Movie Review: A Surprisingly Intelligent “Afternoon Delight”

We’ve heard all these gripes before, in life, in books, on TV, and in piles of movies. But Kathryn Hahn, a newcomer to me, is so enthralling and right that Rachel’s alienation, her poor little rich girl suffering, feel harsh and real. And her unfocussed anger. Even in Silver Lake, life is a cheat.

Afternoon Delight, directed by Jill Soloway. At cinemas throughout New England.

By Gerald Peary


A scene with Juno Temple and Kathryn Hahn in AFTERNOON DELIGHT.

Bored housewife befriends a stripper and takes her in” is the unpromising gimmicky premise of the independent feature, Afternoon Delight. So what a surprise when this first film from writer-director Jill Soloway, who has a history in theatre and TV, turns out to be one the most intelligent, appealing movies of 2013. For a start, the sensationalist adopt-a-stripper plot line makes sense, what the desperately confused heroine of the movie just might do, in an attempt to shake up, and subconsciously muck up, her listless, quietly desperate life.

The setting of Afternoon Delight is Silver Lake, that wealthy, liberal, vaguely bohemian enclave of LA, a utopia for those who want to be grounded and real, away from Hollywood glitz. But in several-million-dollar homes. There reside Rachel (Kathryn Hahn) and Jeff (Josh Radnor), with a curly-haired son and a swimming pool, Jewish thirtysomethings in enviable luxury. He has made a quick Internet fortune inventing popular apps, and she doesn’t need to be a breadwinner. And yet, for Rachel, where’s the payoff?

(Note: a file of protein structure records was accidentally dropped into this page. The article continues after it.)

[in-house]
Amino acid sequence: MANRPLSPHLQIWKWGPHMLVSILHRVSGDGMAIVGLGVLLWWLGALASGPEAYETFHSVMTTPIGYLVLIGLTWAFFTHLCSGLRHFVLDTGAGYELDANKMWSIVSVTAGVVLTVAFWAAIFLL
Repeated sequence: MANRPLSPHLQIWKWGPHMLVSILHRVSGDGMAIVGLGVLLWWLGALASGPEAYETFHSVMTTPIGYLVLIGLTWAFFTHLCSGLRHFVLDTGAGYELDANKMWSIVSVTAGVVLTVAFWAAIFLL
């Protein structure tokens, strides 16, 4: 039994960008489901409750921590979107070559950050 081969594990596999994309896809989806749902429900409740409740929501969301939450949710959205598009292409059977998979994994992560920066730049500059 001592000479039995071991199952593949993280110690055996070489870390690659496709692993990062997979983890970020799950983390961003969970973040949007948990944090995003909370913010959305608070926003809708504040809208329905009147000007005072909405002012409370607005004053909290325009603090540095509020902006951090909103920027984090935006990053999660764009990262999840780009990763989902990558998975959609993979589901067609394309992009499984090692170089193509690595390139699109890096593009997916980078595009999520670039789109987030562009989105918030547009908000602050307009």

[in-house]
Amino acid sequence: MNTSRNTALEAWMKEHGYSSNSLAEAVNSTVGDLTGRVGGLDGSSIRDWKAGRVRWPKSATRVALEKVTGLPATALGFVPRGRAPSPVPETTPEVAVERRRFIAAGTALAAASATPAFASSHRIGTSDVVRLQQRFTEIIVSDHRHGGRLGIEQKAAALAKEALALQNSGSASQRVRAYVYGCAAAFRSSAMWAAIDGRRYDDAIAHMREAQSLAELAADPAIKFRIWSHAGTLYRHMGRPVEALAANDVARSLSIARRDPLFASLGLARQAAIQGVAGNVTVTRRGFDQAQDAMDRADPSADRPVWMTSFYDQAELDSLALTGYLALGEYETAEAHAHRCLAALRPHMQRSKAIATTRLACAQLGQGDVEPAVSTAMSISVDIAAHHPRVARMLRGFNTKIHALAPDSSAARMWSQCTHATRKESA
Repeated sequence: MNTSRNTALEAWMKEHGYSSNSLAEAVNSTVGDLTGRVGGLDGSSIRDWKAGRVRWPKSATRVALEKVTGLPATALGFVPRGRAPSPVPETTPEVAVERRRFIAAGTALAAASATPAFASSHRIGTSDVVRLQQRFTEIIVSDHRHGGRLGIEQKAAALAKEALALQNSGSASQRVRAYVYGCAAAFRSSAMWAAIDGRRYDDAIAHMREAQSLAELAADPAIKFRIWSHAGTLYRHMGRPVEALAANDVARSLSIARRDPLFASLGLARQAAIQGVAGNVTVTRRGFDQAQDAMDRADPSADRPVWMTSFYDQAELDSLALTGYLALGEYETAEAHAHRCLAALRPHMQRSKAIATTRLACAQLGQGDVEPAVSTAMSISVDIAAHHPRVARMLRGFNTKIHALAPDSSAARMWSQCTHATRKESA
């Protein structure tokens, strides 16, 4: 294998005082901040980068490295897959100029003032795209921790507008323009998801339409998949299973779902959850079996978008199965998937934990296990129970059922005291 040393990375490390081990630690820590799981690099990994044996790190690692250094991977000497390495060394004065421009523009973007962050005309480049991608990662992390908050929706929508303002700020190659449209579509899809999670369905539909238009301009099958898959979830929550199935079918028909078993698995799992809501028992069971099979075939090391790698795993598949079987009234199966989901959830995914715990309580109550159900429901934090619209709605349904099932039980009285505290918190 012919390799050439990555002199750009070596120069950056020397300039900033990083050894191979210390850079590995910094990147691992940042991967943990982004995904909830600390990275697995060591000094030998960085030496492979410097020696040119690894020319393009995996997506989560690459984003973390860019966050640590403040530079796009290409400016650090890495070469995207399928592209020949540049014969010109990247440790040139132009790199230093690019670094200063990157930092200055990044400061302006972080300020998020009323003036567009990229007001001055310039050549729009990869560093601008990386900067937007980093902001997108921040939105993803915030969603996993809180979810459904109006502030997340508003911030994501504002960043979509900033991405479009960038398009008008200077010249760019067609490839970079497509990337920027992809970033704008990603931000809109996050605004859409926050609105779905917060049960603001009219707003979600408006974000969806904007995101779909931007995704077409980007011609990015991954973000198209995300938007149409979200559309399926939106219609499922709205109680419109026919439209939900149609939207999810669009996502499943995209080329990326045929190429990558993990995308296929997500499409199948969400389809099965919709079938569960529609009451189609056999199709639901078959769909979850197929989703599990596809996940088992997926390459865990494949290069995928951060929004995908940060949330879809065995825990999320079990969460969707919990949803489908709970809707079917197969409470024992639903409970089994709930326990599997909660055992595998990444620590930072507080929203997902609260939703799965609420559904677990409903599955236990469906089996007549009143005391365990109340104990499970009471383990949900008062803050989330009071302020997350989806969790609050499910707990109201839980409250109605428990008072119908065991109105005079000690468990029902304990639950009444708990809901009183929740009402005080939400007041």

“I’m not a woman living in Darfur,” Rachel explains, guiltily, to her therapist, Dr. Lenore (Jane Lynch), cognizant of her privilege. She doesn’t carry water in a jug on her head. She doesn’t get raped, she says, trekking back and forth from a faraway water hole. But she is so so discontented. Rachel dreamed of being a journalist, a war correspondent. However, she has no profession beyond wife and mother. She’s sick of her women friends, who mirror her in their indolence. She and her husband pass each other most days, as Jeff’s checking his cell phone, absorbed in work. And when he’s off work, he gets his deepest pleasure hanging out with the guys doing stereotyped male things: surfing, kibitzing over poker.

And their sex life is the pits. That’s Rachel’s complaint to Dr. Lenore. She and Jeff have lost their lustful feeling.

We’ve heard all these gripes before, in life, in books, on TV, and in piles of movies. But Kathryn Hahn, a newcomer to me, is so enthralling and right that Rachel’s alienation, her poor little rich girl suffering, feel harsh and real. And her unfocussed anger. Even in Silver Lake, life is a cheat.

So here comes the stripper.Rachel has no panacea for her existential malaise. (There isn’t any, folks.) But she grabs at one manifestation of her gloom, her faltering libido. Maybe her horniness could return somehow, if she and husband visited a gentleman’s club? And there, though he personally finds strippers more sad than sexy, courtly Jeff pays for a lap dance — not for him but for his wife. At that moment, Afternoon Delight sheds its façade of being a bourgeois comedy. In a curtained back room, things get sensual and sexual, as a blonde, unclothed young thing crawls all over Rachel, and looks deeply into Rachel’s suddenly dewy eyes.